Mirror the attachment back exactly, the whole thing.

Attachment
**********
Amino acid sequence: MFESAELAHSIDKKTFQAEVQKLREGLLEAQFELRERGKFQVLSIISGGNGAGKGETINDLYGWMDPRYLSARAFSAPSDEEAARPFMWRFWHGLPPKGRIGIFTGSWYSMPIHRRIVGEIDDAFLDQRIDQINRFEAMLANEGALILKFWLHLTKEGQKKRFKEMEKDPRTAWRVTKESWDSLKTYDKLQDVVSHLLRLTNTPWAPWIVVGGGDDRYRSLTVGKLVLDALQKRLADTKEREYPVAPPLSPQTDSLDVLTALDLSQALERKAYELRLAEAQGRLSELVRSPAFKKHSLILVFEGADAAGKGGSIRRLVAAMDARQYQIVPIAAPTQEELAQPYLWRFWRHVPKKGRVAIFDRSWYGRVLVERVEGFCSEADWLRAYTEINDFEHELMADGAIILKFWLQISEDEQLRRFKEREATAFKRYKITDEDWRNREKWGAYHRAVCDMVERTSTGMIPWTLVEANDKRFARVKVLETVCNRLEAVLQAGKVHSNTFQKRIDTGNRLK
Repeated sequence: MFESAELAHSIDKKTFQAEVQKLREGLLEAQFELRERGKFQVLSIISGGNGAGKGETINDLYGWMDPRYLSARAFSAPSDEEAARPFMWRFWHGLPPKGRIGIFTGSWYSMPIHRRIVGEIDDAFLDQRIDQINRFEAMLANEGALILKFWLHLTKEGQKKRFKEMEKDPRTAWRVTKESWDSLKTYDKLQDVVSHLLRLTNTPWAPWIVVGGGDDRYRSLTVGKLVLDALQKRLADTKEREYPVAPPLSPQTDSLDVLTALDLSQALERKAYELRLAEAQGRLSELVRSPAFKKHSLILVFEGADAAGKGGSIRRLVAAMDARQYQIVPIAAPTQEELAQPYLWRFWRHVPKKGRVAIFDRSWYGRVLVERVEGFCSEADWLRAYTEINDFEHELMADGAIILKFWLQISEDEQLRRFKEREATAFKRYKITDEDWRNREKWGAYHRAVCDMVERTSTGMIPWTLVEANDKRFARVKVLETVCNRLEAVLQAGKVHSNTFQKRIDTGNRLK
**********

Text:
Amino acid sequence: MFESAELAHSIDKKTFQAEVQKLREGLLEAQFELRERGKFQVLSIISGGNGAGKGETINDLYGWMDPRYLSARAFSAPSDEEAARPFMWRFWHGLPPKGRIGIFTGSWYSMPIHRRIVGEIDDAFLDQRIDQINRFEAMLANEGALILKFWLHLTKEGQKKRFKEMEKDPRTAWRVTKESWDSLKTYDKLQDVVSHLLRLTNTPWAPWIVVGGGDDRYRSLTVGKLVLDALQKRLADTKEREYPVAPPLSPQTDSLDVLTALDLSQALERKAYELRLAEAQGRLSELVRSPAFKKHSLILVFEGADAAGKGGSIRRLVAAMDARQYQIVPIAAPTQEELAQPYLWRFWRHVPKKGRVAIFDRSWYGRVLVERVEGFCSEADWLRAYTEINDFEHELMADGAIILKFWLQISEDEQLRRFKEREATAFKRYKITDEDWRNREKWGAYHRAVCDMVERTSTGMIPWTLVEANDKRFARVKVLETVCNRLEAVLQAGKVHSNTFQKRIDTGNRLK
Repeated sequence: MFESAELAHSIDKKTFQAEVQKLREGLLEAQFELRERGKFQVLSIISGGNGAGKGETINDLYGWMDPRYLSARAFSAPSDEEAARPFMWRFWHGLPPKGRIGIFTGSWYSMPIHRRIVGEIDDAFLDQRIDQINRFEAMLANEGALILKFWLHLTKEGQKKRFKEMEKDPRTAWRVTKESWDSLKTYDKLQDVVSHLLRLTNTPWAPWIVVGGGDDRYRSLTVGKLVLDALQKRLADTKEREYPVAPPLSPQTDSLDVLTALDLSQALERKAYELRLAEAQGRLSELVRSPAFKKHSLILVFEGADAAGKGGSIRRLVAAMDARQYQIVPIAAPTQEELAQPYLWRFWRHVPKKGRVAIFDRSWYGRVLVERVEGFCSEADWLRAYTEINDFEHELMADGAIILKFWLQISEDEQLRRFKEREATAFKRYKITDEDWRNREKWGAYHRAVCDMVERTSTGMIPWTLVEANDKRFARVKVLETVCNRLEAVLQAGKVHSNTFQKRIDTGNRLK